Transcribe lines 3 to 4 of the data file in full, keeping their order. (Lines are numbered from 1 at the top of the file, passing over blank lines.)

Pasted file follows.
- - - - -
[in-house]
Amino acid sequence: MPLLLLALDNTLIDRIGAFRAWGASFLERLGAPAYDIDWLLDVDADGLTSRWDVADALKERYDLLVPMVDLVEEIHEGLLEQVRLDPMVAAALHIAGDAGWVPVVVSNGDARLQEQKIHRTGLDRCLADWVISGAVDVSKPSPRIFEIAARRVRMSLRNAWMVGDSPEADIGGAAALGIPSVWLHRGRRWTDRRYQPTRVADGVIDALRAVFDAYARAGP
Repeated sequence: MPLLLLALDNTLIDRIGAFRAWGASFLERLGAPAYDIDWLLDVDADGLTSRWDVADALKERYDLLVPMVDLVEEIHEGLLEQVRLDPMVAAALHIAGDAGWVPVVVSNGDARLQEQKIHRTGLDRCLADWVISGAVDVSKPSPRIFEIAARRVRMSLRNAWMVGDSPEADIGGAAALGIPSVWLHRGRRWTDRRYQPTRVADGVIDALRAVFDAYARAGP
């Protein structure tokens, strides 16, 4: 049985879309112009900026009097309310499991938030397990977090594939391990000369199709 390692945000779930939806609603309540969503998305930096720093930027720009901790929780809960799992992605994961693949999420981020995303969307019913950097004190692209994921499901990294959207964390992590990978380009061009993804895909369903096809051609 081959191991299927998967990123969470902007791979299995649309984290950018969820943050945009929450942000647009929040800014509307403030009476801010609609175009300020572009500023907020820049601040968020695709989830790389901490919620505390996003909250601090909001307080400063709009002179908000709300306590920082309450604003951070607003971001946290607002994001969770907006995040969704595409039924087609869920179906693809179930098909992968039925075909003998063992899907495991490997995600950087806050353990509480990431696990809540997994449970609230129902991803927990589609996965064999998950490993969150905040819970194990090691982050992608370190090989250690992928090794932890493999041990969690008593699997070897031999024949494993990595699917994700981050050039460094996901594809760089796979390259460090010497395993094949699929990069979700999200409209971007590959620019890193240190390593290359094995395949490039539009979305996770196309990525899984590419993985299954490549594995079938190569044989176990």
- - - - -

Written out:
Repeated sequence: MPLLLLALDNTLIDRIGAFRAWGASFLERLGAPAYDIDWLLDVDADGLTSRWDVADALKERYDLLVPMVDLVEEIHEGLLEQVRLDPMVAAALHIAGDAGWVPVVVSNGDARLQEQKIHRTGLDRCLADWVISGAVDVSKPSPRIFEIAARRVRMSLRNAWMVGDSPEADIGGAAALGIPSVWLHRGRRWTDRRYQPTRVADGVIDALRAVFDAYARAGP
């Protein structure tokens, strides 16, 4: 049985879309112009900026009097309310499991938030397990977090594939391990000369199709 390692945000779930939806609603309540969503998305930096720093930027720009901790929780809960799992992605994961693949999420981020995303969307019913950097004190692209994921499901990294959207964390992590990978380009061009993804895909369903096809051609 081959191991299927998967990123969470902007791979299995649309984290950018969820943050945009929450942000647009929040800014509307403030009476801010609609175009300020572009500023907020820049601040968020695709989830790389901490919620505390996003909250601090909001307080400063709009002179908000709300306590920082309450604003951070607003971001946290607002994001969770907006995040969704595409039924087609869920179906693809179930098909992968039925075909003998063992899907495991490997995600950087806050353990509480990431696990809540997994449970609230129902991803927990589609996965064999998950490993969150905040819970194990090691982050992608370190090989250690992928090794932890493999041990969690008593699997070897031999024949494993990595699917994700981050050039460094996901594809760089796979390259460090010497395993094949699929990069979700999200409209971007590959620019890193240190390593290359094995395949490039539009979305996770196309990525899984590419993985299954490549594995079938190569044989176990």